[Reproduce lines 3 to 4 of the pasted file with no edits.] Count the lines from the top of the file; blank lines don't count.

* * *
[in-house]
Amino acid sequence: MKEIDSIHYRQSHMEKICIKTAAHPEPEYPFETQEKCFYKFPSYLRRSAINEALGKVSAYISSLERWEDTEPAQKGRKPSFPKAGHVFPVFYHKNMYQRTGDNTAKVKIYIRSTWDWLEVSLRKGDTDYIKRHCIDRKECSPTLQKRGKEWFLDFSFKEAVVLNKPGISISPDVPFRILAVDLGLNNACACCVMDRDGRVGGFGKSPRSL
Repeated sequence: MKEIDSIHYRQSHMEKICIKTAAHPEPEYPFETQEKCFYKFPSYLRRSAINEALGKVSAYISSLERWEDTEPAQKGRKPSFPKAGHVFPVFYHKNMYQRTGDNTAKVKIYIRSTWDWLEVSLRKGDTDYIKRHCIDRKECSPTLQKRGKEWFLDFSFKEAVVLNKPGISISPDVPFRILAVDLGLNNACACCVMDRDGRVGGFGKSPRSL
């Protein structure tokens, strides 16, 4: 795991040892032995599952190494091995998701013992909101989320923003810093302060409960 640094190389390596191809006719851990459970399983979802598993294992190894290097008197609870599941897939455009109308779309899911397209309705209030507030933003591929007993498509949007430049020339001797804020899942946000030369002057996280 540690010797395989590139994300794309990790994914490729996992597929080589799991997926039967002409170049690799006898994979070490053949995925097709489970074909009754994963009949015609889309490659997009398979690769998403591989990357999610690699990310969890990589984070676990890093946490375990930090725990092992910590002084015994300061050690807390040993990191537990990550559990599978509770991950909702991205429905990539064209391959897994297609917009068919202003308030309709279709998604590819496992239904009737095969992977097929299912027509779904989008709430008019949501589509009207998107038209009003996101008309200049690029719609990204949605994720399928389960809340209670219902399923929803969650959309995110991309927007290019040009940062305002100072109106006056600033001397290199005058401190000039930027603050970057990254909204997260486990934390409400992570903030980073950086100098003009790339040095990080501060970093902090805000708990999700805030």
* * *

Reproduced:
Repeated sequence: MKEIDSIHYRQSHMEKICIKTAAHPEPEYPFETQEKCFYKFPSYLRRSAINEALGKVSAYISSLERWEDTEPAQKGRKPSFPKAGHVFPVFYHKNMYQRTGDNTAKVKIYIRSTWDWLEVSLRKGDTDYIKRHCIDRKECSPTLQKRGKEWFLDFSFKEAVVLNKPGISISPDVPFRILAVDLGLNNACACCVMDRDGRVGGFGKSPRSL
């Protein structure tokens, strides 16, 4: 795991040892032995599952190494091995998701013992909101989320923003810093302060409960 640094190389390596191809006719851990459970399983979802598993294992190894290097008197609870599941897939455009109308779309899911397209309705209030507030933003591929007993498509949007430049020339001797804020899942946000030369002057996280 540690010797395989590139994300794309990790994914490729996992597929080589799991997926039967002409170049690799006898994979070490053949995925097709489970074909009754994963009949015609889309490659997009398979690769998403591989990357999610690699990310969890990589984070676990890093946490375990930090725990092992910590002084015994300061050690807390040993990191537990990550559990599978509770991950909702991205429905990539064209391959897994297609917009068919202003308030309709279709998604590819496992239904009737095969992977097929299912027509779904989008709430008019949501589509009207998107038209009003996101008309200049690029719609990204949605994720399928389960809340209670219902399923929803969650959309995110991309927007290019040009940062305002100072109106006056600033001397290199005058401190000039930027603050970057990254909204997260486990934390409400992570903030980073950086100098003009790339040095990080501060970093902090805000708990999700805030």